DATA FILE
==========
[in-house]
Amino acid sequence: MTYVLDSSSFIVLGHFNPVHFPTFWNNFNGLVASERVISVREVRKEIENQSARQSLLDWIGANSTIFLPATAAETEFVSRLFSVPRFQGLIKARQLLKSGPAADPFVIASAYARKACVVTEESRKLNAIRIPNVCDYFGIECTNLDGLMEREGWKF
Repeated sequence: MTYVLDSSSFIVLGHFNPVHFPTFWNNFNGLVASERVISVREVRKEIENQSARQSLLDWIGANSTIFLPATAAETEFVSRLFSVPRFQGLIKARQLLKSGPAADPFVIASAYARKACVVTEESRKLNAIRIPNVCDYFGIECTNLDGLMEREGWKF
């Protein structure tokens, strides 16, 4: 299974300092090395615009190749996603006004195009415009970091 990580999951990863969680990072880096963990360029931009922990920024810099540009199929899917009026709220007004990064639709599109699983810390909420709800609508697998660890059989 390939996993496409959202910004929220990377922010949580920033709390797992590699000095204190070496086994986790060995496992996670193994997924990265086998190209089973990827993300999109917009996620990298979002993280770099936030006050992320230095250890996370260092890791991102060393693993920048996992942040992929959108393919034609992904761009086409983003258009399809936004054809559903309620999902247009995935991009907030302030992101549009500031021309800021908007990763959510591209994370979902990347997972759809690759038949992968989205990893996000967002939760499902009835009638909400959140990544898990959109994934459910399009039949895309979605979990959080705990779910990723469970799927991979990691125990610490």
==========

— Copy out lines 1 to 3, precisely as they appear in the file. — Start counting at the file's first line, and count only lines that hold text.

[in-house]
Amino acid sequence: MTYVLDSSSFIVLGHFNPVHFPTFWNNFNGLVASERVISVREVRKEIENQSARQSLLDWIGANSTIFLPATAAETEFVSRLFSVPRFQGLIKARQLLKSGPAADPFVIASAYARKACVVTEESRKLNAIRIPNVCDYFGIECTNLDGLMEREGWKF
Repeated sequence: MTYVLDSSSFIVLGHFNPVHFPTFWNNFNGLVASERVISVREVRKEIENQSARQSLLDWIGANSTIFLPATAAETEFVSRLFSVPRFQGLIKARQLLKSGPAADPFVIASAYARKACVVTEESRKLNAIRIPNVCDYFGIECTNLDGLMEREGWKF